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Edmonton parents forced to get creative with daycare

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Griwkowsky, Catherine
Publication Date: 
23 May 2015



Lack of quality child care spaces and the expense of hard-to-come-by spots are forcing some parents to think outside the box.

Currently, there are regulated or licensed daycare centres, out-of-school care programs and family dayhome agency spaces for just 20 per cent of Alberta’s children aged zero to five.

When Amie Detwiler began looking for a space for her son Alex in the spring of 2014, she had no idea what she was getting into.

“If I were to tell a new mother who’s looking, depending where they want their child to go, they almost need to start right when they give birth, or even when they’re just thinking about having a child,” she said.

“My husband works by the University of Alberta so we thought maybe we’ll see about those kind of places. You’re looking at two-year wait times with $1,400 a month costs. It was just astronomical in that section of town.”

In Mill Woods, where the family lived, prices were more reasonable, but she still looked at 10 to 15 different daycares before finding a place that could take her son for $950 a month, or half her pay cheque.

“If you didn’t have subsidies and had to go any cheaper than that, I wouldn’t leave my dog at some of those places,” Detwiler said, adding she feels bad for families who have no other choice.

Detwiler’s sister went a different route, opening her own dayhome — residential care centres regulated by the province — in Beaumont to allow her to spend time with her kids, while bringing in income.

Adine Shewchuk with the Jasper Place Family Resource Centre, 16811 88 Ave., does tours with parents all time but not all of them can be accommodated.

A father pushes a stroller through the hallways of the centre carrying his daughter to a classroom and tells Shewchuk his son is 11.5 months old — almost ready to start in the programming.

“We have eight spaces for 12 months to two-year-olds — there are probably 50 people waiting for those spaces,” Shewchuk explains. “From a parent’s point of view, the idea of choice isn’t there.”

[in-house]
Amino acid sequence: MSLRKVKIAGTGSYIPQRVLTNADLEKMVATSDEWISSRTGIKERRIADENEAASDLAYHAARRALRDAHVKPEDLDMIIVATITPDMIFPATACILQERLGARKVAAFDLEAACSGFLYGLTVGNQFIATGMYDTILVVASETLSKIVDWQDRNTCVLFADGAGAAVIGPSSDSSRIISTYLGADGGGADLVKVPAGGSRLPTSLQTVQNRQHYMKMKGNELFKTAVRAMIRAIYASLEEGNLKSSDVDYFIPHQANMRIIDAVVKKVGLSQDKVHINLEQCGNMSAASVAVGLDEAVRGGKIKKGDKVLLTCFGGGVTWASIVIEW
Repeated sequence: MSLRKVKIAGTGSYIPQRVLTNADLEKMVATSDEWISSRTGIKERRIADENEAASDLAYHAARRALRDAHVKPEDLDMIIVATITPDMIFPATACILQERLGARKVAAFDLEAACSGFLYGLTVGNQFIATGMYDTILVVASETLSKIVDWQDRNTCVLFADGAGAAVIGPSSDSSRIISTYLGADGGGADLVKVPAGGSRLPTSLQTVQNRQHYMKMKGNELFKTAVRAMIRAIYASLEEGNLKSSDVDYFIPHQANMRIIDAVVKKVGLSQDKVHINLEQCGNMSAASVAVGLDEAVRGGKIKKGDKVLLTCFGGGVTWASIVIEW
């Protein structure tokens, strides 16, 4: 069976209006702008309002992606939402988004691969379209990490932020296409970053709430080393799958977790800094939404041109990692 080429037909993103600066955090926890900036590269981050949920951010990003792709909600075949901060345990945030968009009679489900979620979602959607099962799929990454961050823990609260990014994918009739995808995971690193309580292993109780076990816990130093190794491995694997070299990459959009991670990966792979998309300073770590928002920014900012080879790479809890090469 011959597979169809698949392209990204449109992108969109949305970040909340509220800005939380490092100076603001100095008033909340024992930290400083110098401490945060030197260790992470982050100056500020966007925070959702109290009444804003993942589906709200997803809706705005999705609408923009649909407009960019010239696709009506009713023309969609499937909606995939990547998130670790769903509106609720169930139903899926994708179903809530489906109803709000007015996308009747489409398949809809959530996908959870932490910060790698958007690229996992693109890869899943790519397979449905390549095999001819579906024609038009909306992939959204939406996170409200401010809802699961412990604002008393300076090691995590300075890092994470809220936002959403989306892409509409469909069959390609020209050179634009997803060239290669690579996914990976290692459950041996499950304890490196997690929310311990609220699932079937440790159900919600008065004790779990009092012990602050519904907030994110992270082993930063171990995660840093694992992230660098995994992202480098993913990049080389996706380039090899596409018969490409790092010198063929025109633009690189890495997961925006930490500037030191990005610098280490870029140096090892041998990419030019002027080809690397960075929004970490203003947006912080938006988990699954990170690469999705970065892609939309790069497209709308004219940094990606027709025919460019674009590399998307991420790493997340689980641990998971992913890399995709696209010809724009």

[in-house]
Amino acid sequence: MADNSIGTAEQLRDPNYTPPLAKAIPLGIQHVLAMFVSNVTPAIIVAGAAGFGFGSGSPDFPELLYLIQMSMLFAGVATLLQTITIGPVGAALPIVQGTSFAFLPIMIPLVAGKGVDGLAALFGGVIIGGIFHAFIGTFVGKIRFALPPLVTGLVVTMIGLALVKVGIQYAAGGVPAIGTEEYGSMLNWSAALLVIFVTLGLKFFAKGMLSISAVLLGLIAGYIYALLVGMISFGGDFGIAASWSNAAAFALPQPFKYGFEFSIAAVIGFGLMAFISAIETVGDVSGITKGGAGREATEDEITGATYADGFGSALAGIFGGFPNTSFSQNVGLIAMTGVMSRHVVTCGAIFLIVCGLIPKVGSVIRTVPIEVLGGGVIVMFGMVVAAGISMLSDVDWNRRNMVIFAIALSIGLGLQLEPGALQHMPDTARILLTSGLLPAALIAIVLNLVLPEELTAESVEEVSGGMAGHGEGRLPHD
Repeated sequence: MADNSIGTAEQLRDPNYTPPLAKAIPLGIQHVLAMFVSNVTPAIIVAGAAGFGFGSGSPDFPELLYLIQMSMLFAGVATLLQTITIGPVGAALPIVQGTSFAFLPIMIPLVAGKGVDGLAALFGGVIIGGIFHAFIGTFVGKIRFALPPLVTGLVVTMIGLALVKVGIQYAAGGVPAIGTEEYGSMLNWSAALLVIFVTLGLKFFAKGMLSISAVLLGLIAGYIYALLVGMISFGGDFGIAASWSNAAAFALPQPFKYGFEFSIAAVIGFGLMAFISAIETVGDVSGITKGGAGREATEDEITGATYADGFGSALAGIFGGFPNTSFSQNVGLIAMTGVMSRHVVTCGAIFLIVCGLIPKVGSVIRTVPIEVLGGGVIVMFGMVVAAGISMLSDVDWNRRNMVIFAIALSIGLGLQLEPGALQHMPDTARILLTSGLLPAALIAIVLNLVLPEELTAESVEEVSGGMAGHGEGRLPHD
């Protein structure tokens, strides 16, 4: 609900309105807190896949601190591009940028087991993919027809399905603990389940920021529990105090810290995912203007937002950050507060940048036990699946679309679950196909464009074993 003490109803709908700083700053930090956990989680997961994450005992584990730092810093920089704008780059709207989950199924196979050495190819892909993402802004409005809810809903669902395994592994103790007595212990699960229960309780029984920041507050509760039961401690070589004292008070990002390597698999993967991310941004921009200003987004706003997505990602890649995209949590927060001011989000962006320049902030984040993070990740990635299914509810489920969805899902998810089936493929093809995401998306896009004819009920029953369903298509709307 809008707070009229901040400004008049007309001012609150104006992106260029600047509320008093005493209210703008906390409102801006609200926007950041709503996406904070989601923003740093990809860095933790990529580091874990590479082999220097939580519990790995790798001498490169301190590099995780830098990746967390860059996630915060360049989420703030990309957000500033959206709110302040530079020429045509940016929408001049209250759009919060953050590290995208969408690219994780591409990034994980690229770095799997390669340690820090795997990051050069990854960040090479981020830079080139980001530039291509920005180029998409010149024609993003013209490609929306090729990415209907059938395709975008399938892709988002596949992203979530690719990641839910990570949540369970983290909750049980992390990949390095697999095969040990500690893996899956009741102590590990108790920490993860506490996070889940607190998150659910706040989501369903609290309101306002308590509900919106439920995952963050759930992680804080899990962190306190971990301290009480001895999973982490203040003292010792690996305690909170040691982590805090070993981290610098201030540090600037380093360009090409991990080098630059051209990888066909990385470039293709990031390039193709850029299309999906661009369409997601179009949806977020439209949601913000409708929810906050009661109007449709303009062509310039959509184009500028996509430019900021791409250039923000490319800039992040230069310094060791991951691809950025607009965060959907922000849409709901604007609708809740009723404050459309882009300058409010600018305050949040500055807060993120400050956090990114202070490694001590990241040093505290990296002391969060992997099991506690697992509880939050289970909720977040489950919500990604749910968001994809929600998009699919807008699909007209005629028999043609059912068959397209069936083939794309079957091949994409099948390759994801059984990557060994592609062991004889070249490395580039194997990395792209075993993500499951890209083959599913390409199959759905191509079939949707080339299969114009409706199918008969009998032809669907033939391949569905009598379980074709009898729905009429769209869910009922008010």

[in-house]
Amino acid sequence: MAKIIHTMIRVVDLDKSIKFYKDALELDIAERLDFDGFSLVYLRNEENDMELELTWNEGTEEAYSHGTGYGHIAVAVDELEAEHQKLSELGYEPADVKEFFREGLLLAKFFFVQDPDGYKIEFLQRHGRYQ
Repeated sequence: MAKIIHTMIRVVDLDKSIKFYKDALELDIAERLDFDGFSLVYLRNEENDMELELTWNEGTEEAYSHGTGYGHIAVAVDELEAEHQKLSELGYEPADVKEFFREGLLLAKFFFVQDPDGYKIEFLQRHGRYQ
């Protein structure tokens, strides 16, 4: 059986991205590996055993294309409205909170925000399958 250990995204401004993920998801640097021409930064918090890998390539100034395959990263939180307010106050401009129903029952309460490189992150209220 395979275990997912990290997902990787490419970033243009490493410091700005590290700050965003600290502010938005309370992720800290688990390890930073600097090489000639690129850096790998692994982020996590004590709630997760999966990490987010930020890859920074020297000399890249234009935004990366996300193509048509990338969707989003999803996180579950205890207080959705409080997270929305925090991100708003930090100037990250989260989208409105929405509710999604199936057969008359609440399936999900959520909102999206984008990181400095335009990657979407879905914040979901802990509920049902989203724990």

Shewchuk points to the irony that staff working at the Jasper Place centre likely could not pay to have their children in their programs.

“I think mainstream society sees this time as a child’s life as a holding pattern where you make sure everybody’s fed and safe,” Shewchuk said.

“Then once they start school, that’s when the learning starts.”

Detwiler says daycare has been fabulous for Alex, now 19-months old. Once a shy, clingy kid, he can now go off an play on his own or with other kids without needing his parents around.

From the outside, her son’s daycare in a strip mall setting doesn’t look like much, but after speaking with the staff and seeing the space, she was reassured.

For other parents, Detwiler says don’t judge a book by its cover when looking for a child care space.

“Just to try to keep as much as an open mind throughout the process as you can,” she said.

Daycare by the numbers:

$1,920: The maximum universal child care benefit per year for children under six and $720 per year for children six through 17, or $160 per month.

$900: Approximate average cost per month to parents for a full-time, licensed child care space for one child.

43.2%: Number of children developing appropriate in all areas of development compared to 46.4% provincially. Children in Edmonton City Centre (33.6%) and the Edmonton Northeast (33.7%) are developing appropriate at lower rates than Edmonton’s Southwest at 54.3%.

51%: Per cent of regulated centre-based child care centres in Alberta that are for-profit in 2012.

1,961: The number of non-profit child care spaces lost in Alberta from 2010 to 2012. Only 79 spaces were created in the for-profit second in that time period.

-reprinted from the Edmonton Sun